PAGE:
By Mwizenge S. Tembo, Ph. D Emeritus Professor of Sociology
The history of Zambian football or soccer goes back to the 1940s and 1950s when Northern Rhodesia (now Zambia) was a colony of Britain. As Zambians from rural villages congregated for work in towns and cities in the copper belt, they began to form football teams in the townships. As a child in the early 1960s, I heard about the indomitable legendary earlier players such as “Captain Means” or Mizyawo Mkandawire and Ginger Pensulo. These early players from the 1940 and 50s were so poor but skilled and tough that some of them played barefoot.
Probably the most historic of the early Zambian teams’ foray into international football was the rivalry between Zambia and our neighbors the Democratic Republic of the Congo (DRC). In the 1950s, the DRC was called the Congo. Their national team was the Congolese Leopards. Zambia was not just beaten but the Congolese Leopards teams repeatedly and soundly humiliated Zambia with large goal margins such as 10-0, 9 -1, or 10 – 1.
As a child in 1960 in my home village in Lundazi, I had some uncles and other adult men who had worked in the cities and towns in Zambia and Salisbury in Southern Rhodesia now Zimbabwe. They described to us in hash-hash tones why the Zambian teams used to lose repeatedly to the Congolese Leopards. The uncles said they had heard the Congolese team had some of the most powerful juju or magic.
When the Congolese player shot at the Zambian goal, the goalkeeper would suddenly see a fierce lion charging at him. Being afraid of being mauled and killed the goalkeeper would jump or duck aside. Soon after that, he would see the ball in the net behind him as a scored goal he had just conceded. The Zambian goalkeeper sometimes saw an arrow or maybe three arrows all swiftly coming at him or a huge train steaming toward him right in the middle of the goalposts. The goalkeepers jumped out of the way. This is how the Zambian teams conceded so many goals in the 1940s and 50s until this one day.
According to my uncles, the story was that one day the Zambian team coaches, players, and other adults somehow found the antidote to the Congolese juju. I never dreamed that the story would be connected to Mr. Desderius Chuumbu’s posting of Mr. Brian Mulenga’s article in Facebook on 30th January 2023. According to Mr. Mulenga, there was one Zambian courageous goalkeeper from Luanshya: “Yotham Mabange was the only goalkeeper who kept score lines respectable when Zambian teams played Congolese teams.”
According to Mr. Mulenga: “Yotham Mabange was warned that when they played against a Congolese side, he would face a lot of juju and magic. Instead of being cowed, Mabange swore he would die defending his goal whether he saw a lion or locomotive or spear flying towards him in goal. Nka fwa nayo he vowed in Bemba.”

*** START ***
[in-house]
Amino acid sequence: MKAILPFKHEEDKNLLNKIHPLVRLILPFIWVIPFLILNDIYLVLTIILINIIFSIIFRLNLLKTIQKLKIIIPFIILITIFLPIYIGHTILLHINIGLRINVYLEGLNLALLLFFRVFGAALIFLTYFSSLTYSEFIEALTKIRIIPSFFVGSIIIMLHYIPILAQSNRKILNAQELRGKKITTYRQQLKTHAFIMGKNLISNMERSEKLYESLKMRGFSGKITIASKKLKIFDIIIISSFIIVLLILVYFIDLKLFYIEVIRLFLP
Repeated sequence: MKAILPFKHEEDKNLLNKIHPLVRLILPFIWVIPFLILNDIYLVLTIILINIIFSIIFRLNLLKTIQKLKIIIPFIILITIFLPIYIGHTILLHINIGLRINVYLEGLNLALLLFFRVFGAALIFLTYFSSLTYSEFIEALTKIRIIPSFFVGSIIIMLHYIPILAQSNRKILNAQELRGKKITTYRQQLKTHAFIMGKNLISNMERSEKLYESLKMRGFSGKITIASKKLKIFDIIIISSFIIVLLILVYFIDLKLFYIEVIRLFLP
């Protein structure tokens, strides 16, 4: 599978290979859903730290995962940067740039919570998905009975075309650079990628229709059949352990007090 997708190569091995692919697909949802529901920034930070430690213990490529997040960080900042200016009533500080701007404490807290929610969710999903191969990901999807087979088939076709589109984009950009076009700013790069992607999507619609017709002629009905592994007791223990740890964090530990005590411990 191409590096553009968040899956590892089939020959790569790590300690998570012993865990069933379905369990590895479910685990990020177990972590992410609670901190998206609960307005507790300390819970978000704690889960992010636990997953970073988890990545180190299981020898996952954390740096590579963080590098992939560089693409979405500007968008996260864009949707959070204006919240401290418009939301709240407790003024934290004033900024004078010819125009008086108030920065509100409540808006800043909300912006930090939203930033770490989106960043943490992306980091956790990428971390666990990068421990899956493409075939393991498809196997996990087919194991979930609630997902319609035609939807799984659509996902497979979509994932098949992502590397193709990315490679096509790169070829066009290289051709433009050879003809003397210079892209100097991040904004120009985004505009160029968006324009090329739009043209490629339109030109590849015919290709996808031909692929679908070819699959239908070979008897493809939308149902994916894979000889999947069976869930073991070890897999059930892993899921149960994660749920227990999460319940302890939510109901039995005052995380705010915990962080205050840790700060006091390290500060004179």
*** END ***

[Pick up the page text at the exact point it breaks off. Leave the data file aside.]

According to the legend my uncles told me and what I am hearing now, when Yotham Mulenga played the Congolese the first time, he conceded the first 2 goals because he ducked or jumped out of the way of a charging lion and three swiftly approaching arrows to escape from certain death. Zambia was down 2-0. But as the game went on and a massive train came barreling toward him, he stood his ground and courageously faced and trapped the train to his chest with his arms saving another goal. But he instantly collapsed and died on the spot between the two goal posts still clutching the ball. Nkafwanayo died saving the goal. The legend is that he was buried between the goal posts on that football field. Some people say Nkafwanayo was buried on the center circle of the football field where he lost his life courageously defending Zambia. Some people say the football field was Dag Hammarskjöld Stadium in Ndola.
The legend of Nkafwanayo is so strong in Zambian football history that this story on Mr. Desderius Chuumbu’s Facebook post quickly had 656 likes, 222 comments, and 60 shares.
A few of the comments on Facebook.
“I have learnt a lot from the article. I think we need much more article about history of the Zambian soccer history.”
“I grew up knowing this story was true
Ati he was even buried together with the ball but mwandi chalo ichi.”
“This story settles many questions I’ve failed to answer… What was Kafwanayo’s real names? When did he die? What team did he play for? and so on. Thank you for the story.”
“I think we need a current Nkafwa nayo for Zambian football to change for the better mwe. Thank you for the story”.
“I’m already used to this story and nothing is gonna change my mind. I love the nkafwanayo story whether it happened or not.”
My own conclusion as the author of this article is that both the Chipolopolo boys and our Zambia Copper Queens football teams need to play with the Nkafwanayo courageous fierce mentality in order for the nation to be successful in football.